model for the above tea house - DWELL magazine

Is this search for truth, good and beauty  what animates us serenity garden lovers to build such frivolous buildings -

not big enough to sleep in - and just large enough to house maybe 2 people in a common quest for the ...ineffable?  (great word)

"A house and 'dewed' ground
Guest and host
Drinking together a cup of tea
In quiet contemplation
In spiritual symphony"

"The spherical shape directs your attention to the hearth, on which the tea is prepared and creates a close bondage with all who are present."  ~ David Mastalka

And this brings us to the Tea House, a work in progress so wonderfully chronicled in the great blog , Each Little World

Tea House Rises

Guest's Door.

"Traditionally the door to the tea house is very low, forcing guests to humble themselves as they enter on their knees.

 I think that there is also some folklore about Samarai swordsmen having to leave their swords outside and entering head first — a real sign of trust." ~ Mark Golbach, designer and photographer and builder of this tea house

Each Little World Blog - check it out!

This blog post was inspired by a lovely walk I took with a dear friend at Mariandale in Ossining.....walking along a wooded path we came upon their 'healing hut' :

looking out from the tea house through the entry arch to the Hudson River

By the way, drinking just half a cup of green or oolong tea daily reduces a person's risk of high blood pressure by almost 50%. Loaded with anti-oxidants, tea has been shown in study after study to inhibit many forms of cancer and to promote recovery.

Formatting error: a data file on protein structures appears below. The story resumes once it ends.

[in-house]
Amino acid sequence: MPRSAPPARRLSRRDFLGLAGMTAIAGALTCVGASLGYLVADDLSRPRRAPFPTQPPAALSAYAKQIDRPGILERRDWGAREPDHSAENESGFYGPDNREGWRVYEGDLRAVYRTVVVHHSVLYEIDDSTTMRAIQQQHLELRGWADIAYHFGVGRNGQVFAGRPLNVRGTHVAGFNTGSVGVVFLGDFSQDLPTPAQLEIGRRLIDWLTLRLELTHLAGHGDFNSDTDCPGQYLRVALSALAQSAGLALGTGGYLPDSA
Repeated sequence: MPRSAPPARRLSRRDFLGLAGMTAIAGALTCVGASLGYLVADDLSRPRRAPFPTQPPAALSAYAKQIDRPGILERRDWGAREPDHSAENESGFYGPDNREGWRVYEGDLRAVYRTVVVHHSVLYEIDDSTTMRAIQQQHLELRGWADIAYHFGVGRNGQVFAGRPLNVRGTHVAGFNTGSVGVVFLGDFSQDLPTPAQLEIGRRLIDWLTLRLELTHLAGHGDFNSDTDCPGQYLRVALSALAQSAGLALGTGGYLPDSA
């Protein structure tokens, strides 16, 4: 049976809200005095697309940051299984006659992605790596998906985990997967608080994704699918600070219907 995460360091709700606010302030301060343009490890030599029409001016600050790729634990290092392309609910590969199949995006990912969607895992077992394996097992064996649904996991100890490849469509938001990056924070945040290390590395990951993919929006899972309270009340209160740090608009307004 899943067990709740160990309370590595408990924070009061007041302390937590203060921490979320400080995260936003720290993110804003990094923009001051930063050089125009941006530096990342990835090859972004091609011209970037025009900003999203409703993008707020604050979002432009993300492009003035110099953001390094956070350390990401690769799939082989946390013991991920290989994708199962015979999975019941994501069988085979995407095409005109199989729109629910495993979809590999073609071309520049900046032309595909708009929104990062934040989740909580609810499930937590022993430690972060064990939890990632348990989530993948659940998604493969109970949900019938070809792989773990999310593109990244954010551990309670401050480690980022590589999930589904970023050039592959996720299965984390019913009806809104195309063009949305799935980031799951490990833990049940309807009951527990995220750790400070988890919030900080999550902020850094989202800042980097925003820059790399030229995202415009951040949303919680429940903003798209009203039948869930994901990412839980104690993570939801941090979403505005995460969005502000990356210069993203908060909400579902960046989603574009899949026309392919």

so build that tea house today!

here is a great book that describes how to do it:

Sunday, June 3, 2012

Stachys 'Hummelo' - my fave rave....

Japanese Varigated Iris and Stachys 'Hummelo' photo by Jan Johnsen

I must admit I develop plant infatuations..and just as in my life, the quiet hard-to-get-to-know types fascinate me....

this time it is Stachys officinalis 'Hummelo'

Iris pallida varigata, flower carpet roses,and gomphrena 'Buddy Purple' photo by Jan Johnsen

It is a Stachys cultivar (its cousin is the famous 'Lamb's ears') and it is a low growing, clumping perennial groundcover, growing no more than 20" high. It has the most wonderful glossy dark green scalloped leaves growing in a tight rosette pattern. It looks as if someone took those scalloping shears to their edges.

Hummelo has scalloped leaves - like this

Hummelo - my name for this plant -  is easily grown in average, medium, well-drained soils in full sun or part shade. It spreads by creeping stems (stolons) that root as they go along the ground. The leaves are evergreen in warm winter climates.

They say that Hummelo is grown primarily for its vivid flowers which can provide a spectacular display, particularly when massed .  But I also love its leaves.

Hummelo is a lovely addition to a rose / rock garden as shown below.

I added the Flower Carpet Rose 'Pink Supreme' and it has become the star of the show in this lovely rock outcrop garden:

But first I added a lot of compost and soil....its all about the soil....